Colloquially, non-romantic sexual experiences are referred to as “hooking up” or “friends with benefits.” The popular media broadly denigrates “hooking up” and its negative effects on adolescent well-being (e.g., Blow 2008; Denizet-Lewis 2004; Stepp 2007). However, few empirical studies have directly examined the developmental impact of sexual activity in non-romantic relationships. Of this limited body of research, results reported by McCarthy and Casey (2008) are most relevant for understanding the association between sex and delinquency. Using a combination of longitudinal data and measured covariates to control for selection effects, they found that sexual activity that occurred in the context of non-romantic relationships predicted a 20% increase in delinquency and a 31% increase in substance use, but that sexual activity occurring exclusively in a romantic relationship was not associated with either delinquency or substance use (McCarthy and Casey 2008). Similar patterns have been reported for internalizing outcomes, including negative emotions (Donald et al. 1995) and depressive symptoms (Meier 2007). In contrast, other researchers have found negative effects for sex in non-romantic relationships only for girls (Grello et al. 2006; Shulman et al. 2009). Finally, still other studies have failed to find any effects of sex in non-romantic relationships, after controlling for preexisting differences in adolescents’ psychosocial functioning (Eisenberg et al. 2009; Grello et al. 2003; Monahan and Lee 2008). It therefore remains unclear whether non-romantic sex can precipitate delinquent behavior, or whether adolescents with pre-existing psychosocial problems are simply more likely to have sex in non-romantic relationship contexts.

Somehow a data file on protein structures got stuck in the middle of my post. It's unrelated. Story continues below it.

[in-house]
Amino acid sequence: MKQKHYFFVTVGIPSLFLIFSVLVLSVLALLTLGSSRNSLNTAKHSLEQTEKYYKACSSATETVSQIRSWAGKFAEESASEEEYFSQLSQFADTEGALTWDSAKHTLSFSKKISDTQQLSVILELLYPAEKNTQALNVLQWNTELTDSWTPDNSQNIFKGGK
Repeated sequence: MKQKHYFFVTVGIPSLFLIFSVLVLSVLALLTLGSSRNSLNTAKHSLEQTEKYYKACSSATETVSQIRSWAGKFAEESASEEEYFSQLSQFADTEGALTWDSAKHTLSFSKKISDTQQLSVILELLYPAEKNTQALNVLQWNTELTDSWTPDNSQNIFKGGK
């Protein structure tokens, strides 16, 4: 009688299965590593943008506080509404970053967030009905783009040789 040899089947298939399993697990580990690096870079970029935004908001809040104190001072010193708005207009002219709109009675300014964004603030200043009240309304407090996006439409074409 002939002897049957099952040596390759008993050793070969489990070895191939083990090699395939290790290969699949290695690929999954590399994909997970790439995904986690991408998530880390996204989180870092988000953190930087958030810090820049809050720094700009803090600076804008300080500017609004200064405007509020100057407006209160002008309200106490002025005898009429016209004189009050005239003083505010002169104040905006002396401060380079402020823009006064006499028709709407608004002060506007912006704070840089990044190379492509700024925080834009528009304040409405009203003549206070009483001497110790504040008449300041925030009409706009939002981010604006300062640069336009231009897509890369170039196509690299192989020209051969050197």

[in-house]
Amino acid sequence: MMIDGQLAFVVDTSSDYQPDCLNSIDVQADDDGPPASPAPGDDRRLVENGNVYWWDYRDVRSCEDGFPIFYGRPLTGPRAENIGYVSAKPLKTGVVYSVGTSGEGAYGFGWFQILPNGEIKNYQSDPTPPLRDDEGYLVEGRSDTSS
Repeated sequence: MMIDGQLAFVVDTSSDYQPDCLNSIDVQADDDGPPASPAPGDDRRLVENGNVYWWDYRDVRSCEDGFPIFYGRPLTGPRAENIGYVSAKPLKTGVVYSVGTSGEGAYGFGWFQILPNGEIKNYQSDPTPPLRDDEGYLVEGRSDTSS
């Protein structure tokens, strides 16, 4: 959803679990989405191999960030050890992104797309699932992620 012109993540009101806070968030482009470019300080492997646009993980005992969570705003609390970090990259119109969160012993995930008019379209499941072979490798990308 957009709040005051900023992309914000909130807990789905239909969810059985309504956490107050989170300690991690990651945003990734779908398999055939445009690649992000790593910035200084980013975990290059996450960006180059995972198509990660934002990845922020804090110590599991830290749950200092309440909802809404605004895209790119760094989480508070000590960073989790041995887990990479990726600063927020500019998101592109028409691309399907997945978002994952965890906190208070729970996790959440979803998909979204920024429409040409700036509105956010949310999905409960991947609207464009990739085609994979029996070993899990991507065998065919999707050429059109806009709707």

The Role of Genes in the Link between Sexual Activity and Delinquency

An additional challenge when examining the psychosocial correlates of adolescent sexual activity is the importance of genetic factors and, specifically, that the association between sexual activity and adolescent delinquency may be partly due to a common set of genes influencing both traits. Developmental research has largely neglected the role of genes in adolescent sexual behavior, but it is certainly clear that adolescents actively shape and select their social environments—including their romantic and sexual experiences. This process is, in part, governed by their own genetically influenced traits and interests, including their personality traits and their levels of physical development. Thus, adolescent sexual activity can be seen as an example of gene-environment correlation (rGE), because the likelihood of an adolescent experiencing sexual intercourse within a particular type of relationship is related to his or her genetic propensities.